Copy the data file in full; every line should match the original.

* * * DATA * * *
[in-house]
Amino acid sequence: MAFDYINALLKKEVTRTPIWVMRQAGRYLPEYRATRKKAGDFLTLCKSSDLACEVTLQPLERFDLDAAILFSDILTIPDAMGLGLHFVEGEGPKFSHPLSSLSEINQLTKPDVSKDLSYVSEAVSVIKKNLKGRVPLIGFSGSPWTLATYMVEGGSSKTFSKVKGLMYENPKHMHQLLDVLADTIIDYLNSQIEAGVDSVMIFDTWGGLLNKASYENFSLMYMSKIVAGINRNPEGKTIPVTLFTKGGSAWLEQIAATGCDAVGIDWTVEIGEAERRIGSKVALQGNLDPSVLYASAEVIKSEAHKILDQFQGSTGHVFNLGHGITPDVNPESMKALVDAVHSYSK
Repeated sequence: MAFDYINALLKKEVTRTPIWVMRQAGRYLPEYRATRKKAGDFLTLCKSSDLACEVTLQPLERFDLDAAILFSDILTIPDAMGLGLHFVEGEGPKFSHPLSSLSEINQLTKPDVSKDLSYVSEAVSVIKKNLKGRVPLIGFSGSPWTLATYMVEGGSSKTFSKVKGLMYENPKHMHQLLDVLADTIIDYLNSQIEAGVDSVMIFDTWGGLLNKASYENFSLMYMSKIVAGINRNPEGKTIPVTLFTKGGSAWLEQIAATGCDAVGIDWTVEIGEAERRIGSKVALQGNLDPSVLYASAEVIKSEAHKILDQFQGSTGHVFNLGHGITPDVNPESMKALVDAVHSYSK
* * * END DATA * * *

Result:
[in-house]
Amino acid sequence: MAFDYINALLKKEVTRTPIWVMRQAGRYLPEYRATRKKAGDFLTLCKSSDLACEVTLQPLERFDLDAAILFSDILTIPDAMGLGLHFVEGEGPKFSHPLSSLSEINQLTKPDVSKDLSYVSEAVSVIKKNLKGRVPLIGFSGSPWTLATYMVEGGSSKTFSKVKGLMYENPKHMHQLLDVLADTIIDYLNSQIEAGVDSVMIFDTWGGLLNKASYENFSLMYMSKIVAGINRNPEGKTIPVTLFTKGGSAWLEQIAATGCDAVGIDWTVEIGEAERRIGSKVALQGNLDPSVLYASAEVIKSEAHKILDQFQGSTGHVFNLGHGITPDVNPESMKALVDAVHSYSK
Repeated sequence: MAFDYINALLKKEVTRTPIWVMRQAGRYLPEYRATRKKAGDFLTLCKSSDLACEVTLQPLERFDLDAAILFSDILTIPDAMGLGLHFVEGEGPKFSHPLSSLSEINQLTKPDVSKDLSYVSEAVSVIKKNLKGRVPLIGFSGSPWTLATYMVEGGSSKTFSKVKGLMYENPKHMHQLLDVLADTIIDYLNSQIEAGVDSVMIFDTWGGLLNKASYENFSLMYMSKIVAGINRNPEGKTIPVTLFTKGGSAWLEQIAATGCDAVGIDWTVEIGEAERRIGSKVALQGNLDPSVLYASAEVIKSEAHKILDQFQGSTGHVFNLGHGITPDVNPESMKALVDAVHSYSK